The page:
Live at Montreux
01. Improvisation On Villa-Lobos (Prelude No 4 In E Minor) (3:07)
02. Tamari (4:31)
03. Joyride (9:30)
04. Rasputin (4:11)
05. Song For A New York Rainmaker (4:24)
06. Eleventh House Blues, The (8:06)
Recorded at the Montreaux Jazz and Pop Festival, Montreaux, Switzerland on July 4, 1974
- Larry Coryell / guitar
- Mike Mandel / keyboards
- Alphonse Mouzon / drums
- Michael Lawrence / trumpet
- Danny Trifan / bass
As a guise of an intro, the Montreux Festival of 1974 announcer remembers LC's previous passage on the shores of Leman Lake three years before (in 71) and documented with the Fairyland album, but here he comes with The Eleventh House. Most likely, when The Eleventh House recorded Aspects in 76, they had no idea this would be their last album, so Vanguard issued the tapes of their 74 festival as a live album, some four years after the recording took place, out of contractual obligations. And are we happy he did too. The album stands chronologically between Introducing and Level One, with trumpetist Randy Brecker already gone, but bassist Trifan is still there. While recorded in the festival, Weiss is still producing the album, and the label chose a Montreux city shot for an artwork.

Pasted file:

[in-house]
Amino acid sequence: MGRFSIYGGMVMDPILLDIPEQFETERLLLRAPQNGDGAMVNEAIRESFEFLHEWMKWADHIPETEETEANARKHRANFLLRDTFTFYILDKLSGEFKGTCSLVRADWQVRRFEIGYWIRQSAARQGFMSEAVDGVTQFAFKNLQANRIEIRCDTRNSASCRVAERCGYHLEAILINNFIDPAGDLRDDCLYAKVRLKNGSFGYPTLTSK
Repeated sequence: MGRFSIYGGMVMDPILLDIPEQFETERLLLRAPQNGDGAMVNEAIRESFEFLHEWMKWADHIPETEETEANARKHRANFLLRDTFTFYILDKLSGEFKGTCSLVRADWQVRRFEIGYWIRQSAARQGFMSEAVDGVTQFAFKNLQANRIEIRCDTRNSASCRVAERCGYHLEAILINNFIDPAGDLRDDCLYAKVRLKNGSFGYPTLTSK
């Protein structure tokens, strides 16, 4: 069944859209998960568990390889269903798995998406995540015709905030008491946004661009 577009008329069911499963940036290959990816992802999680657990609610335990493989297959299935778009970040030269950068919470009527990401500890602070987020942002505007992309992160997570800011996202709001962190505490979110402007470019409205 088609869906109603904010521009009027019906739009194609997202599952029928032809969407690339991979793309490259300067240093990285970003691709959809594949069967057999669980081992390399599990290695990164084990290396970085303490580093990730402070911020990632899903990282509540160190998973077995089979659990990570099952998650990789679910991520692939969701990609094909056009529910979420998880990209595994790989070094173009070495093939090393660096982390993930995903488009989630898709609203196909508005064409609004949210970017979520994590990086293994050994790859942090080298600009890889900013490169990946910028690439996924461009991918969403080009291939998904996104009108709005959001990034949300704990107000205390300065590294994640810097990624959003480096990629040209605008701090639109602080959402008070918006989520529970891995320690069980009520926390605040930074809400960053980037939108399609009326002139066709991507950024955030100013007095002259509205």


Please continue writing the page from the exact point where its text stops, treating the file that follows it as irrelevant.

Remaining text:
After the opening acoustic guitar intro, the group plunges into wild fusion with the Mouzon-penned Tamari that was not studio recorded back then, but then again, it is the case for most of this concert's tracks. So in sort, this album could almost be seen as another full-fledged EH album. Indeed only Joyride (extended by three minutes) appears on another disc, but the "new" tracks are pure gems, such as the Mandel- penned Rasputin or EH Blues, both fitting perfectly the EH mould. Only Rainmaker is less-enthralling Rainmaker might seem a lesser track, but to actually take it into consideration as such would be nitpicking.
What an excellent way to close the three year bracket into Coryell's career called Eleventh house, even if this album comes well over two years after and sounds like a contractual wrapping-up. Nevertheless this album is as essential as the three studio albums and one that serious progheads can't afford to overlook if he's a serious Coryell fan.